Cutler Needs Consistent Playoff Appearances for Accurate Evaluation

| January 22nd, 2013

The last nine Super Bowls have been won by six quarterbacks. Their names will be familiar to you. A couple Mannings. Brady. Roethlisberger. Rodgers. Brees. It is this trend of high-paid, statistical machine quarterbacks being exclusive holders of the Lombardi Trophy that has given way to the insufferable and utterly inconsequential “elite quarterback” debate.

I don’t care if a quarterback is elite because I don’t think the word “elite” is being bandied about in this case to do anything more than fill segments on First Take and the NFL Network. And I don’t care if Quarterback A is better than Quarterback B or more clutch than Quarterback C. I care about one thing: is Quarterback A good enough to win a bunch of playoff games in a row and be walking down Main Street at the Magic Kingdom in Walt Disney World when they air the commercial come the ghosts of late February future.

In two weeks, in the Booze & Food Historical Theme Park known as New Orleans, either Joe Flacco or Colin Kaepernick will break the nine-game trend and become only the seventh active NFL quarterback to have led their team to a Super Bowl title. No matter which quarterback wins a simple debate will ensue: Is [Insert Winning Quarterback] Now Elite?

That conversation will segue naturally in Chicago to: Can Jay Cutler add his name to the championship list?

There are folks entrenched in the NO column. Thesy believe Jay Cutler is an arrogant, turnover generating coach killer incapable of being the kind of  on-field leader that wins the big one. If you ask these individuals a follow-up on Cutler they will also blame him for the face-tingling winds off the lake each January and for spotty cell phone service on the CTA.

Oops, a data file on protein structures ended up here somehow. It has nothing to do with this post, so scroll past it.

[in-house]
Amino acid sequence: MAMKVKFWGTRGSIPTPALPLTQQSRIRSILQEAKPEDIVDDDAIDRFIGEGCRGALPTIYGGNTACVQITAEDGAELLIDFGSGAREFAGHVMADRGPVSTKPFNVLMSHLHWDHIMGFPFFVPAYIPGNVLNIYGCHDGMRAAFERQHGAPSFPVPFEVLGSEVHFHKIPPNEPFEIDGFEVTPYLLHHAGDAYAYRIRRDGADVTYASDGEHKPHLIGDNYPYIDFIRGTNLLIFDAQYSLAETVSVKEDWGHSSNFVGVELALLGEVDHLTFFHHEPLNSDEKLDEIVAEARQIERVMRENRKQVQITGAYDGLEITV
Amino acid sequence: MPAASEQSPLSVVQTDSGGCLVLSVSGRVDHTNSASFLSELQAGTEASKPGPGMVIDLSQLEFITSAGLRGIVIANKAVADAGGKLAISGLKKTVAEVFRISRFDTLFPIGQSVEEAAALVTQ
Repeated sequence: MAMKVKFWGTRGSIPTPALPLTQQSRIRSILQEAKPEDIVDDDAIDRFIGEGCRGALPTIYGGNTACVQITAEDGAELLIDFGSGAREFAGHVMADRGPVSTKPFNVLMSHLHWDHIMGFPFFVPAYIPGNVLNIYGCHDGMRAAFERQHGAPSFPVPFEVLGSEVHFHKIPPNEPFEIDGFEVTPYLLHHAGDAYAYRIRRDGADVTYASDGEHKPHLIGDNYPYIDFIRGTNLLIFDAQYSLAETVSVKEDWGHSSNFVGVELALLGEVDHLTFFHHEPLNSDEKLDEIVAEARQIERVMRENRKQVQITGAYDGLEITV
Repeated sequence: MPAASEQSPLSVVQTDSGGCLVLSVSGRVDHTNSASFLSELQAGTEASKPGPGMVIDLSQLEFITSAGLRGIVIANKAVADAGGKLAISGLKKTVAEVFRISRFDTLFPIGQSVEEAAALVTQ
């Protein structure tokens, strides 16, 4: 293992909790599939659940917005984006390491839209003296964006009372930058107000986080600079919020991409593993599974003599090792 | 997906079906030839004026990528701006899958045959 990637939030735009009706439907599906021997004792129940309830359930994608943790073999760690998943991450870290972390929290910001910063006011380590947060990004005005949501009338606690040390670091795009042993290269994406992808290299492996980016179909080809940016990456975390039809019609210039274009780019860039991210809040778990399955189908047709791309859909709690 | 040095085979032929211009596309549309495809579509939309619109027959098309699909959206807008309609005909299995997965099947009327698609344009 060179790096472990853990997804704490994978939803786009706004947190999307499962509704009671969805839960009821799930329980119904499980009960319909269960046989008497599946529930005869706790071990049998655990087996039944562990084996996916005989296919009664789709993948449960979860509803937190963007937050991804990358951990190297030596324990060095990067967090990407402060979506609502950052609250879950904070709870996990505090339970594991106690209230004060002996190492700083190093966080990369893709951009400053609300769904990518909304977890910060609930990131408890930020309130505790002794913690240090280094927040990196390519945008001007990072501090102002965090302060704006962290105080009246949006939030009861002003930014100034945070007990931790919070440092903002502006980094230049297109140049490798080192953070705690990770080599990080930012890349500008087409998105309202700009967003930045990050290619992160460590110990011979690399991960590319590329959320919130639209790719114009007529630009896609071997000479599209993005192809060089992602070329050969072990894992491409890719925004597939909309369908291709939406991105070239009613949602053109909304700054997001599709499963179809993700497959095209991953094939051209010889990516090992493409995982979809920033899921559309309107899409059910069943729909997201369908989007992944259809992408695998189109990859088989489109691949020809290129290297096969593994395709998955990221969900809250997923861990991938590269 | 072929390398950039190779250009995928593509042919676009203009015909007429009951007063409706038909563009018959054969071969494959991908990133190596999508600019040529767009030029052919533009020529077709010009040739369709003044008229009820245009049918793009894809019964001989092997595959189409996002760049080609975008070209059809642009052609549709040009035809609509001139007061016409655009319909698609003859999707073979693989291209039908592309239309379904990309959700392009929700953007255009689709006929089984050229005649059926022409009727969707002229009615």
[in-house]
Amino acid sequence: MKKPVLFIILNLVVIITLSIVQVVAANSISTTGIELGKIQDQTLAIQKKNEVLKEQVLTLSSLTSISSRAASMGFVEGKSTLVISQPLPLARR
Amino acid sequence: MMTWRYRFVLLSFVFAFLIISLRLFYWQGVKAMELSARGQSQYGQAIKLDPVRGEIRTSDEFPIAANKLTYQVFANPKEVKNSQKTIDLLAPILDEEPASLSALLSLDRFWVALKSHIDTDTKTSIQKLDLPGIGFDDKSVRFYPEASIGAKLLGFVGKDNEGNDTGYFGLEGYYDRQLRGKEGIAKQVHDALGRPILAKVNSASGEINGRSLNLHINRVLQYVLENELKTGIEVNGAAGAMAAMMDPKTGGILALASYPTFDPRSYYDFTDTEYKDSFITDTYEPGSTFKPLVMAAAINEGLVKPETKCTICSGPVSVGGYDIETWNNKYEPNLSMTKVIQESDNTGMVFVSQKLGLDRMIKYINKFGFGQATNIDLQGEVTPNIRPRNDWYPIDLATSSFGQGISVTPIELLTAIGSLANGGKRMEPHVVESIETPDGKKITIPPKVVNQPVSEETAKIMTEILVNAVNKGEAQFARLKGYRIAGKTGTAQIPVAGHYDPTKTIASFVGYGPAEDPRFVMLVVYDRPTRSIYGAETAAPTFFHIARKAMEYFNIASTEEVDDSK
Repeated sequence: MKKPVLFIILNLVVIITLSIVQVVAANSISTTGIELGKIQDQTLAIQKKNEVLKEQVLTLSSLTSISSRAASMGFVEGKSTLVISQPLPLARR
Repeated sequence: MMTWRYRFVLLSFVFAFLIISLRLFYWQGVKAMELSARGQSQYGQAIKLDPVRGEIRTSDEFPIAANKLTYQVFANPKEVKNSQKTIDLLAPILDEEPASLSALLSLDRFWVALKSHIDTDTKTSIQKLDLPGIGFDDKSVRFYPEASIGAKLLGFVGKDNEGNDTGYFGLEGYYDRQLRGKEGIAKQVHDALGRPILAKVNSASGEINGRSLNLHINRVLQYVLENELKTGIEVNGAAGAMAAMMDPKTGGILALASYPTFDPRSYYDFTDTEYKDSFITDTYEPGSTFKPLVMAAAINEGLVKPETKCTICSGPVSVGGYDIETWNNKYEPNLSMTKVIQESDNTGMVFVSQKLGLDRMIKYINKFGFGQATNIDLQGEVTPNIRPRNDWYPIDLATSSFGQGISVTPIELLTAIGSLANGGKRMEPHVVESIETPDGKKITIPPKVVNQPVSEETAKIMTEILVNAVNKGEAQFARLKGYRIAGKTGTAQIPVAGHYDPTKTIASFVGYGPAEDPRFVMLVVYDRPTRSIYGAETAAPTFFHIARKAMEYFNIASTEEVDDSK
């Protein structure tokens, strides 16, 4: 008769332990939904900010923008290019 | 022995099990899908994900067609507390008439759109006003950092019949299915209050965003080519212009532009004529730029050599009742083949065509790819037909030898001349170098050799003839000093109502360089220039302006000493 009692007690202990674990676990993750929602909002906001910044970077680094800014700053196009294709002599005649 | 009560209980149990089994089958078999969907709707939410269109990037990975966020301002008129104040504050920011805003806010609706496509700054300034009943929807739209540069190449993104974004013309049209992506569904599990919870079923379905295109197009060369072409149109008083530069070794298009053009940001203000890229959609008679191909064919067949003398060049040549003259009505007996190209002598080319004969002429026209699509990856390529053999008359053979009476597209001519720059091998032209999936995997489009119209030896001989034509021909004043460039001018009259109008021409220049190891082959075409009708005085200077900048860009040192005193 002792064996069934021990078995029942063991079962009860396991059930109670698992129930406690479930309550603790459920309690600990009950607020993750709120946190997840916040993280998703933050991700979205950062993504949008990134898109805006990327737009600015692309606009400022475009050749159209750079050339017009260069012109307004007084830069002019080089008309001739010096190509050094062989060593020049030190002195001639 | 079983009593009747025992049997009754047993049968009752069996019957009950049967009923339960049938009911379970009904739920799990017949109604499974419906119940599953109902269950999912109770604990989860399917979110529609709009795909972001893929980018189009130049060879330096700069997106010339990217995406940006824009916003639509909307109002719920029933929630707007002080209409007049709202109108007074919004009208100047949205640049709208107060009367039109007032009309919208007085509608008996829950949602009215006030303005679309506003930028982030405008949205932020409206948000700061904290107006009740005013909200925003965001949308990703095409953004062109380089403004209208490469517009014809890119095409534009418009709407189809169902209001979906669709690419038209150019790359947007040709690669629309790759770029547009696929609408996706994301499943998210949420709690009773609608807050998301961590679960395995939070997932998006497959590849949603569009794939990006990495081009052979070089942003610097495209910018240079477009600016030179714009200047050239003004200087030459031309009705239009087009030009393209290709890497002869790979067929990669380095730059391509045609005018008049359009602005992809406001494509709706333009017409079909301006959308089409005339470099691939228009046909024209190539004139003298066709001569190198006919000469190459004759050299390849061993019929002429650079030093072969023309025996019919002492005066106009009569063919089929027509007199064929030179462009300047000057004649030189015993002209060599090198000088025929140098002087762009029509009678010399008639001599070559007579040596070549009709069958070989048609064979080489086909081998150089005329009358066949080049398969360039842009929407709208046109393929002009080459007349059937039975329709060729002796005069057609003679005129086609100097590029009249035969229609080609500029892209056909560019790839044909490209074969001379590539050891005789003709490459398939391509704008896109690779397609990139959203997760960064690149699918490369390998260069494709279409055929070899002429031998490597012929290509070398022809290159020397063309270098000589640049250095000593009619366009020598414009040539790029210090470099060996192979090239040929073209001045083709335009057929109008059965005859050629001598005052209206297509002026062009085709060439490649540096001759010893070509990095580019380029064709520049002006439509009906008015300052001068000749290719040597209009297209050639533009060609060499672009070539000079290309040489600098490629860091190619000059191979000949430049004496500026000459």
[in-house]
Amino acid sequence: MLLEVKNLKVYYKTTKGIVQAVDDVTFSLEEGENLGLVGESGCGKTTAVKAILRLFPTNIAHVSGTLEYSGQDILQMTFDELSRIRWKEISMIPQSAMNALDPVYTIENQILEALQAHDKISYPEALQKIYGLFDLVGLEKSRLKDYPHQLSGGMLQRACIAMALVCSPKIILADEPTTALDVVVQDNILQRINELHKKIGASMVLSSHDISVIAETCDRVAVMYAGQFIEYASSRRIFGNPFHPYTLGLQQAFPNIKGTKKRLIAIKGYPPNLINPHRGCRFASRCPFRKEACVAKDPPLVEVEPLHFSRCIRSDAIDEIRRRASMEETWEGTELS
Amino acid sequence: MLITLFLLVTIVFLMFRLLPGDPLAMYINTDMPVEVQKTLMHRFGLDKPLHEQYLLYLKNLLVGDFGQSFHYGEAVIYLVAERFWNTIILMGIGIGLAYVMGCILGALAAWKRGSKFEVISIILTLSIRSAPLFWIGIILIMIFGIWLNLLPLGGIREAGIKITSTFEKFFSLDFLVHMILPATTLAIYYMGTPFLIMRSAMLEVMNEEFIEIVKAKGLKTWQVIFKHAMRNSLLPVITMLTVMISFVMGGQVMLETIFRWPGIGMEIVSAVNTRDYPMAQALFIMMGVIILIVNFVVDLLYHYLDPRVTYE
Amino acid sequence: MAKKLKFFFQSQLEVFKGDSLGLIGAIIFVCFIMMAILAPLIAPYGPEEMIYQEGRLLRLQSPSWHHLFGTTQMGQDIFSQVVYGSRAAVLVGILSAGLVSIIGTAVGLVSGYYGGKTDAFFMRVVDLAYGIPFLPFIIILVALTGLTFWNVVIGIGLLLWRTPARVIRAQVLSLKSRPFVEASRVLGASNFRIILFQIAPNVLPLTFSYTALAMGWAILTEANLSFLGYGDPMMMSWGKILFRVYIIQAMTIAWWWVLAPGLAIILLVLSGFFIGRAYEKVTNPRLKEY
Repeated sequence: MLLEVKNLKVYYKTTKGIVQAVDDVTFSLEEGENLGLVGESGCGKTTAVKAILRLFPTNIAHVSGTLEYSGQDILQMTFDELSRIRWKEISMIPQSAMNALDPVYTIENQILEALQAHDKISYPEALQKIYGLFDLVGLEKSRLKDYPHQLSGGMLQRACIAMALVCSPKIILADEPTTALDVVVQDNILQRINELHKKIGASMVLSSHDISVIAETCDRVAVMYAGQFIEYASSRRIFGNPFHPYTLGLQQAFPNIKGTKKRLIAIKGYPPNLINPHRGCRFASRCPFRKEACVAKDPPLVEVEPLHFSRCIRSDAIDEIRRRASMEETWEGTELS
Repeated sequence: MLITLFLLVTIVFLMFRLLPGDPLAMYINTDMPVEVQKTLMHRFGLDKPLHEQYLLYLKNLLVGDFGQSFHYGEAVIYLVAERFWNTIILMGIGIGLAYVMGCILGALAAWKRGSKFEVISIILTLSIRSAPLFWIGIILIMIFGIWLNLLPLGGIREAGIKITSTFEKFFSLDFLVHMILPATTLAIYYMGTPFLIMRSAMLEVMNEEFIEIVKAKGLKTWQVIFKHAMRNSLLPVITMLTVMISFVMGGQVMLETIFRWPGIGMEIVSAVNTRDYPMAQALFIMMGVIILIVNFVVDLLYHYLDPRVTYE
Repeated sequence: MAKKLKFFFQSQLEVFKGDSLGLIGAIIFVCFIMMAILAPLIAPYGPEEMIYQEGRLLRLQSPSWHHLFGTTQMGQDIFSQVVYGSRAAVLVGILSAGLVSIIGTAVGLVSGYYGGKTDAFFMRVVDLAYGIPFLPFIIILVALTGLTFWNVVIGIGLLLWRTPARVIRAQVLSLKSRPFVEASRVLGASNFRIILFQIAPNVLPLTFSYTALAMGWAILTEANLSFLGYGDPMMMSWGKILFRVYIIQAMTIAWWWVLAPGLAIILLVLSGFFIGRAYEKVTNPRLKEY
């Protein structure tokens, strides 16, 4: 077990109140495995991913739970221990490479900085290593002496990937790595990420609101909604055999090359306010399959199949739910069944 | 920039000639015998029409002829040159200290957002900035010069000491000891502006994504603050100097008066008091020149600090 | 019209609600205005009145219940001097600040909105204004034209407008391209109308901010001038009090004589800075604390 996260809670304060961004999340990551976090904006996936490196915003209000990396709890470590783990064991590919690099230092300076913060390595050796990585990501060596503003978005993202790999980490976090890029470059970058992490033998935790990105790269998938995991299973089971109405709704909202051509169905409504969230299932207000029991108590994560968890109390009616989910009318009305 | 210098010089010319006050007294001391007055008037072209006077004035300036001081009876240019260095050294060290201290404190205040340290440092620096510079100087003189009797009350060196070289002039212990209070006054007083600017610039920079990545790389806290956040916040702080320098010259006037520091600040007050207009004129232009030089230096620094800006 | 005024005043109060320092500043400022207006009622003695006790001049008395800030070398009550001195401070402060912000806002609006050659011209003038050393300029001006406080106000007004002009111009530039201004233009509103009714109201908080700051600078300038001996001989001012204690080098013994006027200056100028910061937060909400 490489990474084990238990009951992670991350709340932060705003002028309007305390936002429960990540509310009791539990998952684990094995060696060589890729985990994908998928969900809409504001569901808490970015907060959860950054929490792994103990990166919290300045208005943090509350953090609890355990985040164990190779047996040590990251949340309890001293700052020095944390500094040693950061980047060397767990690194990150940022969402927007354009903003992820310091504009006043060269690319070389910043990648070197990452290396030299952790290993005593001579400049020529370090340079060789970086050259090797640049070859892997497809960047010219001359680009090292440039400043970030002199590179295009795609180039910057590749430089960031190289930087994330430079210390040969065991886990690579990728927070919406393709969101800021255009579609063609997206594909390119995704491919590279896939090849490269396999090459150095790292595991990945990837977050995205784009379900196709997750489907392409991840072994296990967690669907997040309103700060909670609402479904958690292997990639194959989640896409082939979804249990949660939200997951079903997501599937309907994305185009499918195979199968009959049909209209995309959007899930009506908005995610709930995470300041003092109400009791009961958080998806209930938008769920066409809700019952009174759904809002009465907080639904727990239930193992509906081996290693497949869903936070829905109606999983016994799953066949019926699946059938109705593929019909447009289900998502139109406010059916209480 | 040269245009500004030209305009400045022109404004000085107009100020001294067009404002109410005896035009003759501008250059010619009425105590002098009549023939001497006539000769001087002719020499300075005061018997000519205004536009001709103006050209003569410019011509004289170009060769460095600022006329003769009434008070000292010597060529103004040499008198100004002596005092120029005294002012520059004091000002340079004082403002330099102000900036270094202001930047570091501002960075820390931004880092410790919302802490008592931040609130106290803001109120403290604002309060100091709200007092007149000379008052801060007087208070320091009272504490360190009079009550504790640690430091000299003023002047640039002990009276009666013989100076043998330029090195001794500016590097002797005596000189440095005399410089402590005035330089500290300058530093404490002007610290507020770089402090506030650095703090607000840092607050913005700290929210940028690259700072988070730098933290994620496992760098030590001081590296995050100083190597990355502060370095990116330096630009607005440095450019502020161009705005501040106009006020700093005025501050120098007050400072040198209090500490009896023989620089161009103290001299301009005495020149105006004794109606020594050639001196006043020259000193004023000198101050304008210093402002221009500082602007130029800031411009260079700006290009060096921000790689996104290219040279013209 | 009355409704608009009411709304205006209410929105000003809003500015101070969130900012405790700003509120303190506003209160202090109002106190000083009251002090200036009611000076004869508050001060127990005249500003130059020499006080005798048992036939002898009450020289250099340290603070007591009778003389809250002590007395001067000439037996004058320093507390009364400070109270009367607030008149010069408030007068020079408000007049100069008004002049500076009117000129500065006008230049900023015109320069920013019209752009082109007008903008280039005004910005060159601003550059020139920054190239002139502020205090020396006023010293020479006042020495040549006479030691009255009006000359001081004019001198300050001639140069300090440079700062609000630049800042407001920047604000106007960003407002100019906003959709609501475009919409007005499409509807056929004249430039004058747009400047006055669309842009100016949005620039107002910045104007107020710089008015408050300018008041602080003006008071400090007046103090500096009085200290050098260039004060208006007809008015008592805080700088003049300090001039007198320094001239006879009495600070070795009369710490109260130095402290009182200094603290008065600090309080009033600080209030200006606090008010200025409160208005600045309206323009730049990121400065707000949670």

There are also loyalists tied by chains to the YES pole in protest. They believe Cutler’s problems have not been Cutler at all (or at least not mostly). Jay’s problems have been the lack of offensive coordinator consistency, failure of the offensive line to protect either perimeter, the reluctance of pre-Emery management to add weapons on the outside and the lack of a no-fat vegetarian pizza option at Pizano’s on State Street.

Both sides have fair points to make.

Cutler is turnover prone and has shown a reluctance to be coached in his post-Mike Shanahan NFL career. His shoving J’Marcus Webb, walking away from Mike Tice and relaying an angry “Fuck him!” to Mike Martz (below) have made folks across the league question whether he possesses the emotional maturity to capitalize on his alarming physical gifts.

Cutler is not without excuses, however. He HAS been forced to adapt to three different offensive coordinators in four year. He HAS had almost zero pass protection while lacking a short passing scheme to compensate for lack of care along the edge. And before the arrival of Brandon Marshall and Alshon Jeffery in Chicago, who did he have to throw the ball to?

But Cutler ALSO taken the Bears to 7-3 (before injury) and 10-6 records over the past two seasons and almost by aligning of the planets – a silly tackle attempt and Adrian Peterson’s magnificence –  failed to make the postseason in either year. One finds it hard to analyze the playoff potential of a quarterback when the quarterback is not in the playoffs consistently.

The Bears can win with Jay Cutler at quarterback. Take a breathe. They can win with Jay Cutler at quarterback. But in order for them to know the true potential of this quarterback they must make their way into the tournament and give him an opportunity to showcase his talents on the NFL’s biggest stage. That was Phil Emery’s impetus behind relieving Lovie Smith of his head coaching duties and bringing Marc Trestman across the American border. Five of six years outside the playoffs was not only a failure for the Bears organization. It was a failure for the development/analysis of the Bears quarterback.

Until Cutler is IN the postseason with consistency – like flavor of the quarterback month Joe Flacco – the jury remains out on his potential as a championship-caliber quarterback. Until that point it is all speculation. And don’t we all watch and love professional sports to avoid speculation? Isn’t guessing reserved for real estate developers, day traders and college football fans?

Cutler is 1-1 in the playoffs and he only played the first half of the second game. Six quarters hardly seems the requisite sample size to judge the potential of a quarterback with so much, well, potential. Cutler has his coach now and will have a consistent offensive vision in place for the next 3-4 years. It is time for the Bears to get into the tournament and win there. If they can’t, I’ll concede Cutler as a non-championship player. Until then I’ll reserve judgement.